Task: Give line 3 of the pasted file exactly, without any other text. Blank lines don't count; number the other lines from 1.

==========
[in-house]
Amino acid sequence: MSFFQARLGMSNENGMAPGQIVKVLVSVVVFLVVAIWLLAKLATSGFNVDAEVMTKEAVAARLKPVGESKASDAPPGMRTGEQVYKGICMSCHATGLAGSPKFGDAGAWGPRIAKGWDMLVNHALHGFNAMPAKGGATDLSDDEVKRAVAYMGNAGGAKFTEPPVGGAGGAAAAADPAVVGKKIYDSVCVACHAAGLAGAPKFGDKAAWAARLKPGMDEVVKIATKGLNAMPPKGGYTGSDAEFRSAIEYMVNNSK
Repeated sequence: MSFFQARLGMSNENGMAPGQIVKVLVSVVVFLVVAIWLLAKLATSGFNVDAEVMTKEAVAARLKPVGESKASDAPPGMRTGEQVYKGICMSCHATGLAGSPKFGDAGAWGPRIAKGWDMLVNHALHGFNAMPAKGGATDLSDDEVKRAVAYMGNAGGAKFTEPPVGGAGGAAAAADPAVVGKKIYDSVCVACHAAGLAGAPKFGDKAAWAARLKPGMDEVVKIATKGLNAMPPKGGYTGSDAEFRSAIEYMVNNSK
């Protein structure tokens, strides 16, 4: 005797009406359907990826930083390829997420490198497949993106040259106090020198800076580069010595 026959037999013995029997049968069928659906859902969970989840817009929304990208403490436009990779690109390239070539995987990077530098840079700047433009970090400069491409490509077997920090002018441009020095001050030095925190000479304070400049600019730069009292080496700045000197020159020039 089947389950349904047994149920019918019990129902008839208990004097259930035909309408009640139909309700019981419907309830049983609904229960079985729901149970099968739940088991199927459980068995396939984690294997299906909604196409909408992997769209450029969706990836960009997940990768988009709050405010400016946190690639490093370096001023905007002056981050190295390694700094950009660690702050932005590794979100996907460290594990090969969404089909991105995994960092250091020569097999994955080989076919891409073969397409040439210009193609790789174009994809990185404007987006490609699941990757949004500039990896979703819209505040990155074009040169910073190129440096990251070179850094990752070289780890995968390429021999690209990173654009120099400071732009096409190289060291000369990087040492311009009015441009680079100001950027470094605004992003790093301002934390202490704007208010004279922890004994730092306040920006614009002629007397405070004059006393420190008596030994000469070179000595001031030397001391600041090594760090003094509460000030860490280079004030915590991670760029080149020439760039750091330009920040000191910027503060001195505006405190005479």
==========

Repeated sequence: MSFFQARLGMSNENGMAPGQIVKVLVSVVVFLVVAIWLLAKLATSGFNVDAEVMTKEAVAARLKPVGESKASDAPPGMRTGEQVYKGICMSCHATGLAGSPKFGDAGAWGPRIAKGWDMLVNHALHGFNAMPAKGGATDLSDDEVKRAVAYMGNAGGAKFTEPPVGGAGGAAAAADPAVVGKKIYDSVCVACHAAGLAGAPKFGDKAAWAARLKPGMDEVVKIATKGLNAMPPKGGYTGSDAEFRSAIEYMVNNSK